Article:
However, this “closeness” isn’t reflected in people’s hearts. Many people of Taiwan–who identify as distinctly Taiwanese–continue to hope for complete Taiwanese independence. The “one country, two systems” framework was rejected as unacceptable.
On the other side of the strait, Beijing has always played unfairly, enticing other countries to break diplomatic ties with Taipei. Beijing has openly threatened to “employ non-peaceful means” to protect its national sovereignty, while forcing an anti-secession law on the island in 2005. The Chinese People’s Liberation Army “continues to develop and deploy advanced military capabilities needed for a potential military campaign” against Taiwan.
What most differentiates mainland China and Taiwan the most are their values and cultures They are miles apart. While the Chinese communist party (CCP) has spent decades demolishing China’s heritage and applying coercion and manipulation to subdue its citizens. Taiwan is just the opposite. The Taiwanese celebrate their traditional values and cherish authentic Chinese culture and Democracy. People are very aware about the Chinese communist regime’s history of deceptiveness and lies.
Knowing the nature of the CCP, Taiwan was quick to act against the threat of a new virus. The island was immediately put on alert at the first signs of trouble.
Taiwan–Timeline of early events:
December 31: In the early hours of New Year’s Eve, Luo Yi-jun, deputy director for Taiwan’s Centers for Disease Control, stumbled upon an online thread about cases of a mysterious pneumonia. It included screenshots from a group chat with Dr. Li Wenliang–the first Chinese whistleblower–who warned about several SARS-like cases that had erupted in China’s Wuhan. Luo immediately emailed colleagues to raise alarm.
January 1: Taiwan’s Centers for Disease Control (CDC) immediately began implementing inspection measures for inbound flights from Wuhan, China.
January 5: CDC began quarantining all individuals who had travelled to Wuhan within 14 days, who tested positive after screening for 26 known pathogens, including SARS.
January 24: Taiwan stopped exports of its surgical masks, 3 days after it confirmed the first case of COVID-19 infection and domestic demand surged.
February 6: All cruise ships were banned from docking at Taiwanese ports.
Rationing system for masks was launched to allow even public distribution.
Taiwan received international praise and approval for early deployment of control measures and follow-up actions. The island never became a hotspot. Because it prevented a mass lockdown that could have devastated the economy, the International Monetary Fund (IMF) forecasted the island’s 2020 annual gross domestic product (GDP) with a decline of only 4%, lower than the average 6% of most developed economies.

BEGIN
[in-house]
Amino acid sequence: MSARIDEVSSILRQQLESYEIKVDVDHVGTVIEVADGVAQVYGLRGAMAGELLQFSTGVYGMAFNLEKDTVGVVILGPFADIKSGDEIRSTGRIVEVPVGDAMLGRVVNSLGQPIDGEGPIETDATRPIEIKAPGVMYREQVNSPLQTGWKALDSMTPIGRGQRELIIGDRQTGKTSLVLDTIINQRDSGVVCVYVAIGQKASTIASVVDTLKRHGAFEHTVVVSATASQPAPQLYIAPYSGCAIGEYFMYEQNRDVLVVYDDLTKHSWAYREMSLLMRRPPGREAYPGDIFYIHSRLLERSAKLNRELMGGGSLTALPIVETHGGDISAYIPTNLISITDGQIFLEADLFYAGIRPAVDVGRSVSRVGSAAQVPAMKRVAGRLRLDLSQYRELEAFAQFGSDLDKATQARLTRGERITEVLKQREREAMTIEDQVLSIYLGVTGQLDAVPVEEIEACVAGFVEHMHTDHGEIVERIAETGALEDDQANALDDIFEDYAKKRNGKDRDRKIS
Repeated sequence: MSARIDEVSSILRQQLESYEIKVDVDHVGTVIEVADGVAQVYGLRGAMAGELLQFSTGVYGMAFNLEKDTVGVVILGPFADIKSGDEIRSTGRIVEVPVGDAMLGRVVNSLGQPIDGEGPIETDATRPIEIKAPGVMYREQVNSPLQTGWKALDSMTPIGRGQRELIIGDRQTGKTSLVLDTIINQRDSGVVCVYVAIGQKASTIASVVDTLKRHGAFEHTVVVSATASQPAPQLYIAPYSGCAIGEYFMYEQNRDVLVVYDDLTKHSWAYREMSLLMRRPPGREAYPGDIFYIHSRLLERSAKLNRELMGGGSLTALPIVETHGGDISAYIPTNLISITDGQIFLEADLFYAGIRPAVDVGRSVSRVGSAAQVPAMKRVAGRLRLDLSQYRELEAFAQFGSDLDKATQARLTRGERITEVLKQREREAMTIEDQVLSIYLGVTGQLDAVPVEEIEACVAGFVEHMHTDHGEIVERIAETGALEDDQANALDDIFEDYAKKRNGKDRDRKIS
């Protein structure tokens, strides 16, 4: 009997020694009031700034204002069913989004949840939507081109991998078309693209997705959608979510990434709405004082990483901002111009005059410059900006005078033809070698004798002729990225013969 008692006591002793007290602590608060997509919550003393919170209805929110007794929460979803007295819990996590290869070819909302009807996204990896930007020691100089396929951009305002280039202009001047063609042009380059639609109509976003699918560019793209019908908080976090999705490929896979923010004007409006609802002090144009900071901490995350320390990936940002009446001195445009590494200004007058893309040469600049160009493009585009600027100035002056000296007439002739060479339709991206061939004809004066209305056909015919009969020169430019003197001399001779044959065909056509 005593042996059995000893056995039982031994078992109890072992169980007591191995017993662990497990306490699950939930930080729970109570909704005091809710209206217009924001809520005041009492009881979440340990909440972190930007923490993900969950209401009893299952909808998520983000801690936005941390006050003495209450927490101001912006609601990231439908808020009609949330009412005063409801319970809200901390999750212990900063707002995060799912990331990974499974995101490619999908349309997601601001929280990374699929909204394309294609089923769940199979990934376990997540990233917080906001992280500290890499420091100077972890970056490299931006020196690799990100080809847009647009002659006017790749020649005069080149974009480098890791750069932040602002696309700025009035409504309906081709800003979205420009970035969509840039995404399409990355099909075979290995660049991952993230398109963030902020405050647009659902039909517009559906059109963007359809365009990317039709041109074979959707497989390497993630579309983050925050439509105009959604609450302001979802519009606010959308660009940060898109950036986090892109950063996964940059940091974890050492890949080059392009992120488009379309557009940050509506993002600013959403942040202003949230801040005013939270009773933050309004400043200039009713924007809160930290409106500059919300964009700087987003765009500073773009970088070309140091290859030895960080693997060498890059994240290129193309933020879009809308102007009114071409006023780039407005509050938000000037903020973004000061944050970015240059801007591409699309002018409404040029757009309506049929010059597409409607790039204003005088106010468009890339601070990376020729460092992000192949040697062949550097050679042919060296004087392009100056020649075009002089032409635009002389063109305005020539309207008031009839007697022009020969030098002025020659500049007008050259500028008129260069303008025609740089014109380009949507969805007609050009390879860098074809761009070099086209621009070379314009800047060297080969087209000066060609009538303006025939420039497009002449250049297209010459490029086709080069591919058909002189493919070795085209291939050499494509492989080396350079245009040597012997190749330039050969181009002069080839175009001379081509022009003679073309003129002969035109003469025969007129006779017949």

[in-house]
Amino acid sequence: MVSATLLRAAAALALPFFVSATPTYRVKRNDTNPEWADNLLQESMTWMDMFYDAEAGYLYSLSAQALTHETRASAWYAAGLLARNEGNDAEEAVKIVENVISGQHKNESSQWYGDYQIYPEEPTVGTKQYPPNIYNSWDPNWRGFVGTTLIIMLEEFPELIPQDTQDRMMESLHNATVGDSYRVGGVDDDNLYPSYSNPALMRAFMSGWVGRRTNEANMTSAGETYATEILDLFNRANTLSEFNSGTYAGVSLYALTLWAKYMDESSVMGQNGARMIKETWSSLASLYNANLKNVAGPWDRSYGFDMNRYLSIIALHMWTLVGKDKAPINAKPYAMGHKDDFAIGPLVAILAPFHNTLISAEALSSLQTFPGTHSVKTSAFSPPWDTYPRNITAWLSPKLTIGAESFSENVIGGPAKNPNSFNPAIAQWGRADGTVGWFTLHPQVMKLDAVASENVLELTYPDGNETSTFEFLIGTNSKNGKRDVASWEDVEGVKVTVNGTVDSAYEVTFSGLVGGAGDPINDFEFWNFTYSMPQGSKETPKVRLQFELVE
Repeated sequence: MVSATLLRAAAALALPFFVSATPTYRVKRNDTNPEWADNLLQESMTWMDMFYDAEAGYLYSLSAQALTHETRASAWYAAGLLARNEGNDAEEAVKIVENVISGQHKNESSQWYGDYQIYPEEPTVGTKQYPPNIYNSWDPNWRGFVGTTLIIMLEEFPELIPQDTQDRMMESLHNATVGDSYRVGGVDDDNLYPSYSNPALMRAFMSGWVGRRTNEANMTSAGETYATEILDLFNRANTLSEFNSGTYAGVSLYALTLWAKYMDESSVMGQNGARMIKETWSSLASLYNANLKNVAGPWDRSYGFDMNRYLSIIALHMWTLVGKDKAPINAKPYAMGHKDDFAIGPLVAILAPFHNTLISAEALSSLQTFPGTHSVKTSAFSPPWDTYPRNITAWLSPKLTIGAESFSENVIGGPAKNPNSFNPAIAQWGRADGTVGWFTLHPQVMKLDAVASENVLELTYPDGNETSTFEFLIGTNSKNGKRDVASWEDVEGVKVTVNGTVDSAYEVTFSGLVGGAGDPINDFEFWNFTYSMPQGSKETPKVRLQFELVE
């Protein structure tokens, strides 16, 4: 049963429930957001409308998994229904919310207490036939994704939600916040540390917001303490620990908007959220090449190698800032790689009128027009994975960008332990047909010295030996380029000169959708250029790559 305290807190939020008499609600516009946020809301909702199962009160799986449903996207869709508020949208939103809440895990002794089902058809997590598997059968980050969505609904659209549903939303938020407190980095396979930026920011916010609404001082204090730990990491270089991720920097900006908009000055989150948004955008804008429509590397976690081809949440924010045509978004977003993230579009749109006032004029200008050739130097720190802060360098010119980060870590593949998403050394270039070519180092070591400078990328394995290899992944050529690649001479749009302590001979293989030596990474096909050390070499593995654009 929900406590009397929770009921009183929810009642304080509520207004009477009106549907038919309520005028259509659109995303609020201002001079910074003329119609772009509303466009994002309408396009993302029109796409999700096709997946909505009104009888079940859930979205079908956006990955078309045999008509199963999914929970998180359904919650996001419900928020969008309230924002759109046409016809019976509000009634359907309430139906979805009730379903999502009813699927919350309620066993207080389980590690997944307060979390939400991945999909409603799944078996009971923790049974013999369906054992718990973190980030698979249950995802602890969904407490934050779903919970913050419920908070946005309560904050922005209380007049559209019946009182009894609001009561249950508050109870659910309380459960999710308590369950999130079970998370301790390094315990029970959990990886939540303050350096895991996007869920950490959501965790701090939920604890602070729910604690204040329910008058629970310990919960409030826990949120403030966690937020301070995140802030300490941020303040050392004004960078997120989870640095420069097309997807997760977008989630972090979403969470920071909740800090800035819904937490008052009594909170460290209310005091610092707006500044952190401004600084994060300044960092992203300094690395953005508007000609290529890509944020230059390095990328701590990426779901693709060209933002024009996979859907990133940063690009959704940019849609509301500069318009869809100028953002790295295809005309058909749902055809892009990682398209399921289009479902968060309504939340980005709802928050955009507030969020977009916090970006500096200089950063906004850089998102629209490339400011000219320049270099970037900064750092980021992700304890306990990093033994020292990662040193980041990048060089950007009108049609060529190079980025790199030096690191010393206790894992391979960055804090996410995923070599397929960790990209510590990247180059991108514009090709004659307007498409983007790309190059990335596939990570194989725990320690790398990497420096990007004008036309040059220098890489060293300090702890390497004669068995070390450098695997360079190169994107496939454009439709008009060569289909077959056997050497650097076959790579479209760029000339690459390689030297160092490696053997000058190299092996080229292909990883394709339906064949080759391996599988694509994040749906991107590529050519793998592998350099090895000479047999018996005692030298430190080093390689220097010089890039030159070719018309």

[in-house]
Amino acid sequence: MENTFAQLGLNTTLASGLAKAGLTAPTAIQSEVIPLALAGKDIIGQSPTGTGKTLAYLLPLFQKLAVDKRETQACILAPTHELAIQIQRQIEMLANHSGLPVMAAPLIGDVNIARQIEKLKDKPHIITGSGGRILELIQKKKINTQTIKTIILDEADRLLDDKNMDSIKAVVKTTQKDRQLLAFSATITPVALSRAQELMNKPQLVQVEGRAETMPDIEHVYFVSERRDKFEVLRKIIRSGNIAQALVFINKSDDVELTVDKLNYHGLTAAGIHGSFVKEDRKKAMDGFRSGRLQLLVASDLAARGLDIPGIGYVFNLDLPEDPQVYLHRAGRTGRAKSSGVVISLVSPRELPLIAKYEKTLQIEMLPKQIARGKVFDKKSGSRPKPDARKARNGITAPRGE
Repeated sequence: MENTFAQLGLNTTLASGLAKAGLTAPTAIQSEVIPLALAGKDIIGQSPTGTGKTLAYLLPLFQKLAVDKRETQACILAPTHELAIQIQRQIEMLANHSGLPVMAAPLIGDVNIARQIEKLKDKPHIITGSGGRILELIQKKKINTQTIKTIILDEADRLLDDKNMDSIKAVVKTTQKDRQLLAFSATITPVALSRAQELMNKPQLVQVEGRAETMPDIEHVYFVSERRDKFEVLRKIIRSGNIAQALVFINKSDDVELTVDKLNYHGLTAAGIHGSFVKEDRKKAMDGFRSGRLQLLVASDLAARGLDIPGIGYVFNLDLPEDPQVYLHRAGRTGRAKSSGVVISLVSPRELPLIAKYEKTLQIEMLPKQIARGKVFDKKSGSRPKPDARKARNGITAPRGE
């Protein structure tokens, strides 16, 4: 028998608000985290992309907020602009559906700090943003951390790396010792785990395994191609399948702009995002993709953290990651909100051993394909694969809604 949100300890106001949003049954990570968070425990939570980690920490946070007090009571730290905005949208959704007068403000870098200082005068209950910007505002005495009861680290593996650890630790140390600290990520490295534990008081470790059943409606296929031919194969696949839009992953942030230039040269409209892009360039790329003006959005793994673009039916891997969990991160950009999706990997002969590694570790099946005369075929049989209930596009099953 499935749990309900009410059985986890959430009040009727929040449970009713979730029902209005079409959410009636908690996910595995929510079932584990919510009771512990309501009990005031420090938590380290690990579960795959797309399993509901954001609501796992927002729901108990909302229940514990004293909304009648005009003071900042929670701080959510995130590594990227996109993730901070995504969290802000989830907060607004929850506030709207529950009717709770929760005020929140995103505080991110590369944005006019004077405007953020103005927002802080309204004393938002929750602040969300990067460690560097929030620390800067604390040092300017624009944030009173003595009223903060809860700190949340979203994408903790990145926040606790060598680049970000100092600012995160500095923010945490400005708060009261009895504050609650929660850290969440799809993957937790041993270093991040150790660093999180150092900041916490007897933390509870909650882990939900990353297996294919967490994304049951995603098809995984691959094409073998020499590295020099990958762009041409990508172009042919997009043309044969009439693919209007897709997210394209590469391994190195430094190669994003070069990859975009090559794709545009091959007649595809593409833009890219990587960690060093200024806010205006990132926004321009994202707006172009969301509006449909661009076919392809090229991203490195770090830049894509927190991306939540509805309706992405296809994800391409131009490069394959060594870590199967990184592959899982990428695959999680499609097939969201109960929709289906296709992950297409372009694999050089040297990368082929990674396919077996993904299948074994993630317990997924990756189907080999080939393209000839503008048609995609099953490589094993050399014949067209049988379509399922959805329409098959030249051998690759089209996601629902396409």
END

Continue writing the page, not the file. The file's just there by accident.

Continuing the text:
Italy – Covid 19’s Launch Pad to Europe
Turning to the West, Italy has been naive in its trust of the CCP. Long before the Wuhan virus blanketed Italy, China’s communist flag had been unfurled from Venice to the Vatican to appease and goad along lucrative trade deals with the world’s second largest economy. Italy’s close partnership with the CCP indicates that its fate may not have been accidental. Behind the surface may lurk a story of morals.
Many Italian politicians were aware of the origin of the Chinese communist party’s (CCP) flag. Metaphorically, and literally stained red with the blood of innocent Chinese citizens through its numerous campaigns and persecutions. However, Italy wanted China’s tourists and its business. They were willing to turn a blind eye to China’s rampant corruption and human rights abuses.
The Vatican’s New Love – Communism
In 2013, reports emerged about Pope Francis’ firm political stance against right-leaning, pro-free market economic policies. Pope Francis pointed to modern capitalism as the world’s new “evil.” He condemned the United States for not fully embracing Socialist policies and ideologies.
Shortly after the Communist seizure of power in 1949, China demanded Chinese Catholics cut ties with the Vatican. Within China, a communist party memeber has to reside over all church affairs.
In 2018 saw the new CCP-Vatican deal finalised. Experts described it as an example of Chinese president Xi Jinping’s Sinicization of religion–to make the presence of the faith compatible with China’s Socialist ideology. While the Vatican regained some degree of legitimate access to Chinese Catholics through the agreement, it is largely allowed the Chinese communist party to assert control over the foreign organization in Chinese territory.